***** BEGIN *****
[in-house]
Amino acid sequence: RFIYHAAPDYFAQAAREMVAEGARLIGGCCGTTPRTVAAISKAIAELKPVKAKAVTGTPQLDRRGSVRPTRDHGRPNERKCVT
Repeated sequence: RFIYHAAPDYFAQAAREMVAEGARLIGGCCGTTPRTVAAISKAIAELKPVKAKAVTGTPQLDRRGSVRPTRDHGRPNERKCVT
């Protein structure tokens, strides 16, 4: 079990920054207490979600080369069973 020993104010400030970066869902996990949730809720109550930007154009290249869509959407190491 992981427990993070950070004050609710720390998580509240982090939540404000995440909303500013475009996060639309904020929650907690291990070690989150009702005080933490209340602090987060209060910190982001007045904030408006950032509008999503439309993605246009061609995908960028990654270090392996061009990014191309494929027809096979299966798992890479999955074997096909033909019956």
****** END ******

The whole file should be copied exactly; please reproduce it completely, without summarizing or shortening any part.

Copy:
[in-house]
Amino acid sequence: RFIYHAAPDYFAQAAREMVAEGARLIGGCCGTTPRTVAAISKAIAELKPVKAKAVTGTPQLDRRGSVRPTRDHGRPNERKCVT
Repeated sequence: RFIYHAAPDYFAQAAREMVAEGARLIGGCCGTTPRTVAAISKAIAELKPVKAKAVTGTPQLDRRGSVRPTRDHGRPNERKCVT
């Protein structure tokens, strides 16, 4: 079990920054207490979600080369069973 020993104010400030970066869902996990949730809720109550930007154009290249869509959407190491 992981427990993070950070004050609710720390998580509240982090939540404000995440909303500013475009996060639309904020929650907690291990070690989150009702005080933490209340602090987060209060910190982001007045904030408006950032509008999503439309993605246009061609995908960028990654270090392996061009990014191309494929027809096979299966798992890479999955074997096909033909019956």